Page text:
I am sure a lot of you guys have faced this requirement as a Salesforce Administrator. The management wants to know how long does it take for a case to be closed by agent, so you provide the simplest down-to-earth answer.

IF( !ISBLANK(Date_Time_Closed__c), 
    Date_Time_Closed__c - CreatedDate, 
    IF( !ISBLANK(ClosedDate), 
         ClosedDate - CreatedDate, 
         NOW() - CreatedDate 

Notice that I have both Date_Time_Closed__c (value set after case is initially closed) and CloseDate in here. Reason being, the case can be reopened after closing. In our case scenario, cases are rarely reopened and we are more concerned of the initial closing, hence the formula is set up this way. Basically, this formula will generate a number which you can think of it as the days difference between these two date/time field.

Simple and straightforward, right?

Not so fast. The agents are not really happy, because it "seems" like they have taken longer time to solve cases, considering the fact that they are not working 7 days a week. If an agent works on the case on Friday, the agent can only carry on next Monday since they are off during weekends.

What do we do?

Well, after spending some time googling Internet, here's what I found to be most appropriate to our case here.

Source URL: http://1771.co/track-business-days-with-a-formula-field-in-salesforce/

Honest to god, I don't know who came out with this formula, but this person is definitely a genius! Since the used case is similar to what we need, this formula can be used right away.

IF( IsClosed, 
  CASE(MOD( DATEVALUE(CreatedDate) - DATE(1985,6,24),7), 
    0 , CASE( MOD(DATEVALUE(Date_Time_Closed__c) - DATEVALUE(CreatedDate),7),1,2,2,3,3,4,4,5,5,5,6,5,1), 
    1 , CASE( MOD(DATEVALUE(Date_Time_Closed__c) - DATEVALUE(CreatedDate),7),1,2,2,3,3,4,4,4,5,4,6,5,1),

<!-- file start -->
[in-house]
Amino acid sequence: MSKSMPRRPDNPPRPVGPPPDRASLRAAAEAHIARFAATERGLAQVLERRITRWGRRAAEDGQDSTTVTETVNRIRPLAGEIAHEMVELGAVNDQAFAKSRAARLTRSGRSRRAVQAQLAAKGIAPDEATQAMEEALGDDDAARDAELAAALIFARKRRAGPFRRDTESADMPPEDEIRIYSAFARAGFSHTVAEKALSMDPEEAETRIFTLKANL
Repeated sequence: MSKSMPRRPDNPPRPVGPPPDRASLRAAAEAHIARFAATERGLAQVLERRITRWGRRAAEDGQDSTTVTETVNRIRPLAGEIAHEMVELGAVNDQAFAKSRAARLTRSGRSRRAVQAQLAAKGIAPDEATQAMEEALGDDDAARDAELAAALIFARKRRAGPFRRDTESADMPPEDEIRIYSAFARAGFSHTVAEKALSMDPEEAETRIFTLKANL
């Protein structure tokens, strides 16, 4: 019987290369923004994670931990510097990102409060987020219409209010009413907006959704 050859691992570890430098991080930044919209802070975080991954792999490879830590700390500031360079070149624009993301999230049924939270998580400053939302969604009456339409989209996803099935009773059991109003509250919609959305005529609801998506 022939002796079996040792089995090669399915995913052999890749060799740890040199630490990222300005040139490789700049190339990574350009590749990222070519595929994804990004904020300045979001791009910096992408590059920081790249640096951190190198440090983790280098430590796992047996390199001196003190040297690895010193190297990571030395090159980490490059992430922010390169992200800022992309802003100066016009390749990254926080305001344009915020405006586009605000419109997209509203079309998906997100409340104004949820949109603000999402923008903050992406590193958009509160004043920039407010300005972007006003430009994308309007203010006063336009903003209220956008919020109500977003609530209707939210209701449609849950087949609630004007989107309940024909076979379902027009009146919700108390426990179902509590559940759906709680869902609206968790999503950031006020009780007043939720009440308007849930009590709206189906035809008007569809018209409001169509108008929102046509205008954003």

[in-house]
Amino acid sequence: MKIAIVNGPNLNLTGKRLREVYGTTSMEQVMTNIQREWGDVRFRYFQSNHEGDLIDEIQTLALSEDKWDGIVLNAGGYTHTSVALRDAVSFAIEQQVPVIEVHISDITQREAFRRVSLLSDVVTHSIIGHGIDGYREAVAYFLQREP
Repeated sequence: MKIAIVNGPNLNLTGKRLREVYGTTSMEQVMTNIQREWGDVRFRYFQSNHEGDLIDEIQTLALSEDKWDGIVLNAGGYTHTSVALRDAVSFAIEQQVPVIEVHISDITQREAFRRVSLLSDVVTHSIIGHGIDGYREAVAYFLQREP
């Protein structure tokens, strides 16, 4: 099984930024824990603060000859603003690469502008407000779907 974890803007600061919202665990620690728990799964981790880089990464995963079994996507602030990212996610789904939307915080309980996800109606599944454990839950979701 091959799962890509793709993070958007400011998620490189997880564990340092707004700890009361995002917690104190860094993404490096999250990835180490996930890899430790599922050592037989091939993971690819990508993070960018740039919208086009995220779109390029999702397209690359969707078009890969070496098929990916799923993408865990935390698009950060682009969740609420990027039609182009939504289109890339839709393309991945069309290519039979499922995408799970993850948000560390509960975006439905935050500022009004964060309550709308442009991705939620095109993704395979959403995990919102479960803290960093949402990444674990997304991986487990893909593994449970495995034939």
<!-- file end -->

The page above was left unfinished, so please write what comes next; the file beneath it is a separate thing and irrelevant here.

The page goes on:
2 , CASE( MOD(DATEVALUE(Date_Time_Closed__c) - DATEVALUE(CreatedDate),7),1,2,2,3,3,3,4,3,5,4,6,5,1), 
    3 , CASE( MOD(DATEVALUE(Date_Time_Closed__c) - DATEVALUE(CreatedDate),7),1,2,2,2,3,2,4,3,5,4,6,5,1), 
    4 , CASE( MOD(DATEVALUE(Date_Time_Closed__c) - DATEVALUE(CreatedDate),7),1,1,2,1,3,2,4,3,5,4,6,5,1), 
    5 , CASE( MOD(DATEVALUE(Date_Time_Closed__c) - DATEVALUE(CreatedDate),7),1,0,2,1,3,2,4,3,5,4,6,5,0), 
    6 , CASE( MOD(DATEVALUE(Date_Time_Closed__c) - DATEVALUE(CreatedDate),7),1,1,2,2,3,3,4,4,5,5,6,5,0), 
  ) + (FLOOR((DATEVALUE(Date_Time_Closed__c) - DATEVALUE(CreatedDate))/7)*5-1) 
  CASE(MOD( DATEVALUE(CreatedDate) - DATE(1985,6,24),7), 
    0 , CASE( MOD(TODAY() - DATEVALUE(CreatedDate),7),1,2,2,3,3,4,4,5,5,5,6,5,1), 
    1 , CASE( MOD(TODAY() - DATEVALUE(CreatedDate),7),1,2,2,3,3,4,4,4,5,4,6,5,1), 
    2 , CASE( MOD(TODAY() - DATEVALUE(CreatedDate),7),1,2,2,3,3,3,4,3,5,4,6,5,1), 
    3 , CASE( MOD(TODAY() - DATEVALUE(CreatedDate),7),1,2,2,2,3,2,4,3,5,4,6,5,1), 
    4 , CASE( MOD(TODAY() - DATEVALUE(CreatedDate),7),1,1,2,1,3,2,4,3,5,4,6,5,1), 
    5 , CASE( MOD(TODAY() - DATEVALUE(CreatedDate),7),1,0,2,1,3,2,4,3,5,4,6,5,0), 
    6 , CASE( MOD(TODAY() - DATEVALUE(CreatedDate),7),1,1,2,2,3,3,4,4,5,5,6,5,0), 
  ) + (FLOOR((TODAY() - DATEVALUE(CreatedDate))/7)*5-1)